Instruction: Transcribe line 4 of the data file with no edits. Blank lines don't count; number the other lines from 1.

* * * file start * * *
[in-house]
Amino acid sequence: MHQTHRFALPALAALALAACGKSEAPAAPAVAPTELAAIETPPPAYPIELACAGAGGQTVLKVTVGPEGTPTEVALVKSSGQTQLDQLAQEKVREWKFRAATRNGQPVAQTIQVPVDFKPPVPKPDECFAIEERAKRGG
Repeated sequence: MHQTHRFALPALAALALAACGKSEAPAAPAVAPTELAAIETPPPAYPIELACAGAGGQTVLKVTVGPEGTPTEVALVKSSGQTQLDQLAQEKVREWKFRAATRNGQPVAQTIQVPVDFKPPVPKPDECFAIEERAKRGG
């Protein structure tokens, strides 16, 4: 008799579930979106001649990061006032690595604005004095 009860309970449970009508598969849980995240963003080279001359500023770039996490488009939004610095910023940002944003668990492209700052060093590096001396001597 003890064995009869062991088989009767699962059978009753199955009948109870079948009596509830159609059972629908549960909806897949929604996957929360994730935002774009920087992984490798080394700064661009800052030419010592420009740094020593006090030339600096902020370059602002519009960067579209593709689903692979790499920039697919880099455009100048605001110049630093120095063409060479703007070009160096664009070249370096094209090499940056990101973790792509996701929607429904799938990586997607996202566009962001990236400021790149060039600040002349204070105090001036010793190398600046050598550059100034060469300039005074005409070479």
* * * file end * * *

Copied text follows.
């Protein structure tokens, strides 16, 4: 008799579930979106001649990061006032690595604005004095 009860309970449970009508598969849980995240963003080279001359500023770039996490488009939004610095910023940002944003668990492209700052060093590096001396001597 003890064995009869062991088989009767699962059978009753199955009948109870079948009596509830159609059972629908549960909806897949929604996957929360994730935002774009920087992984490798080394700064661009800052030419010592420009740094020593006090030339600096902020370059602002519009960067579209593709689903692979790499920039697919880099455009100048605001110049630093120095063409060479703007070009160096664009070249370096094209090499940056990101973790792509996701929607429904799938990586997607996202566009962001990236400021790149060039600040002349204070105090001036010793190398600046050598550059100034060469300039005074005409070479």